I'll beat Bin Hammam, says key AFC rival
The man challenging Asian Football Confederation president Mohamed bin Hammam believes his chances of winning a crucial vote next month have improved after weeks of mud-slinging.
Sheikh Salman bin Ibrahim Al Khalifa, the chairman of the Bahrain football association, said he was confident of taking Bin Hammam's FIFA's executive committee seat, which is up for grabs at the AFC Congress on May 8.
If the Qatari loses that powerful position, he has said he will step down as AFC chief despite his term running until 2011.
"I am confident of my ability and my chances are better than my opponent in the battle for several reasons," Sheikh Salman told AFP.
"I did not prevent any of the Asian members from voting, I did not create laws to try and prevent others who have the right to vote from doing so, I did not interfere in the affairs of others.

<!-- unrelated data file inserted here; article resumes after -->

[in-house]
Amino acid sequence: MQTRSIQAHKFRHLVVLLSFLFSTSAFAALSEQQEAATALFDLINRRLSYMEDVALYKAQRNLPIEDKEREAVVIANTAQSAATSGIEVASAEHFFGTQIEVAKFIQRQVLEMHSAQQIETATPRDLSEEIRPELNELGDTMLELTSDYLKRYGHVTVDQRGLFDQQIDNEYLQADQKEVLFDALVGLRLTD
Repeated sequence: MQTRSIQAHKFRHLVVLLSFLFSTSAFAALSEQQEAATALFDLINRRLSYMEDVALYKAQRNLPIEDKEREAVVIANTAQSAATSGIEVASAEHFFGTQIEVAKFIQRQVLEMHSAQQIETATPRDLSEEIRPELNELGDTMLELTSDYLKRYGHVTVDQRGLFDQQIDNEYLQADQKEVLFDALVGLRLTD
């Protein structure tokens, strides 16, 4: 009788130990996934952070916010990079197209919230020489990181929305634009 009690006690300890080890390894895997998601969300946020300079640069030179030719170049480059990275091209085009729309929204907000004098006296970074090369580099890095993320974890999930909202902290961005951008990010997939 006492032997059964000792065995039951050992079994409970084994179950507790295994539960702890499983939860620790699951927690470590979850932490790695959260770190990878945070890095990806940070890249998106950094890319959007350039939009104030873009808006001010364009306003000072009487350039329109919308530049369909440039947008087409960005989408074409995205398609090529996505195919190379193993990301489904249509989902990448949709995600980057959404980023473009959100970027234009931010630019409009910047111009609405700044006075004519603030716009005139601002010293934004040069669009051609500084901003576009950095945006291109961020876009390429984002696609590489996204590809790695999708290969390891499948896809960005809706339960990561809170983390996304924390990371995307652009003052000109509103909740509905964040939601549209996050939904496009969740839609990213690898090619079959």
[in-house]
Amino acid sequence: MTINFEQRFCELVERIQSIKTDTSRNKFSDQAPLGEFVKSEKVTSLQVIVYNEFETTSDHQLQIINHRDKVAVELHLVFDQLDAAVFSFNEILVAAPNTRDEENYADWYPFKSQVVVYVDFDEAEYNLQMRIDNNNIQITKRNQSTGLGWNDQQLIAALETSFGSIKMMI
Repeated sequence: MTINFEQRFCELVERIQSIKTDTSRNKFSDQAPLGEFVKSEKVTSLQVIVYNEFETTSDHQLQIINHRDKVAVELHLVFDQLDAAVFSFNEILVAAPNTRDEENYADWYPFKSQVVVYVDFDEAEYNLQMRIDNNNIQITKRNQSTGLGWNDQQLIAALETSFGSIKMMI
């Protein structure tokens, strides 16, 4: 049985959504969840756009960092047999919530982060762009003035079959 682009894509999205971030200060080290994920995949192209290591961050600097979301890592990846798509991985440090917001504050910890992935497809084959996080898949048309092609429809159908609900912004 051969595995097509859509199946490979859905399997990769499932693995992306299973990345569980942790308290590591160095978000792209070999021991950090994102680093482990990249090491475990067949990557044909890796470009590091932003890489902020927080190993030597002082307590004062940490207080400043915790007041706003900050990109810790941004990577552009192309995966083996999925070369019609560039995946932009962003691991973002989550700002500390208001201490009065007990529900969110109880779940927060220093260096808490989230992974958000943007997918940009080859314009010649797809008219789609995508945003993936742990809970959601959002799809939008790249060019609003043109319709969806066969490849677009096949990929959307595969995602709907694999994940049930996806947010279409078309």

"So let us now focus on the battle and see what we can do for Asian football."
Sheikh Salman's comments came after FIFA ruled on Friday that six Asian football associations had the right to vote at the AFC's Congress despite being informed that they did not meet the conditions to do so.
The nations -- Kuwait, Brunei, Laos, East Timor, Mongolia, Afghanistan -- are all expected to back the Sheikh, with a two-thirds majority of the AFC's 46 members needed to win the FIFA seat.
In the cases of Brunei, Laos, East Timor, Mongolia and Afghanistan, the AFC's ad-hoc legal committee said they had not played enough official competitions to be able to vote, but FIFA said they had.
The Kuwaitis were told they would be excluded from voting because the AFC did not recognise the temporary committee running their football affairs. Again, FIFA disagreed.
"What we want is for everyone, all associations, to have their say and to express their opinions with absolute freedom," said the Sheikh, who is running under an "Asia for Change" slogan.
"We want to promote equality among member associations, transparency within the AFC organisation, with an emphasis on transparency in reporting AFC finances, and promoting unity for the development of Asian football."